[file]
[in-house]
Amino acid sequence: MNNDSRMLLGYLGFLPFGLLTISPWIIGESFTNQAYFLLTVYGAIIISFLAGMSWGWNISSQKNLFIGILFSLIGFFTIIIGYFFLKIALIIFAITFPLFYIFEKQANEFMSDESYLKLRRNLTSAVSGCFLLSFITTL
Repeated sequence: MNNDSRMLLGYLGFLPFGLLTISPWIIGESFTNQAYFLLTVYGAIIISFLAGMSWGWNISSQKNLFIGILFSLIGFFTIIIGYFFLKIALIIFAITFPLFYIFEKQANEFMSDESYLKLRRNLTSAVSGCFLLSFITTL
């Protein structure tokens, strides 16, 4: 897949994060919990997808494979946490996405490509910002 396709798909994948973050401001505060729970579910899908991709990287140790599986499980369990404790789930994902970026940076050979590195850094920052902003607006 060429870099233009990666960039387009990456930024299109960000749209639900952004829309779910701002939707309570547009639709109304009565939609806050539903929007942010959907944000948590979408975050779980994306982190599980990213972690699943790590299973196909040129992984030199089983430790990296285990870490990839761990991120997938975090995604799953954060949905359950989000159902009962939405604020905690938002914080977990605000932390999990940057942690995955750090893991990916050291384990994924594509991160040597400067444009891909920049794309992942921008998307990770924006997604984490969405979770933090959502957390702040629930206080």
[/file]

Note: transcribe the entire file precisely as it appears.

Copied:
[in-house]
Amino acid sequence: MNNDSRMLLGYLGFLPFGLLTISPWIIGESFTNQAYFLLTVYGAIIISFLAGMSWGWNISSQKNLFIGILFSLIGFFTIIIGYFFLKIALIIFAITFPLFYIFEKQANEFMSDESYLKLRRNLTSAVSGCFLLSFITTL
Repeated sequence: MNNDSRMLLGYLGFLPFGLLTISPWIIGESFTNQAYFLLTVYGAIIISFLAGMSWGWNISSQKNLFIGILFSLIGFFTIIIGYFFLKIALIIFAITFPLFYIFEKQANEFMSDESYLKLRRNLTSAVSGCFLLSFITTL
């Protein structure tokens, strides 16, 4: 897949994060919990997808494979946490996405490509910002 396709798909994948973050401001505060729970579910899908991709990287140790599986499980369990404790789930994902970026940076050979590195850094920052902003607006 060429870099233009990666960039387009990456930024299109960000749209639900952004829309779910701002939707309570547009639709109304009565939609806050539903929007942010959907944000948590979408975050779980994306982190599980990213972690699943790590299973196909040129992984030199089983430790990296285990870490990839761990991120997938975090995604799953954060949905359950989000159902009962939405604020905690938002914080977990605000932390999990940057942690995955750090893991990916050291384990994924594509991160040597400067444009891909920049794309992942921008998307990770924006997604984490969405979770933090959502957390702040629930206080």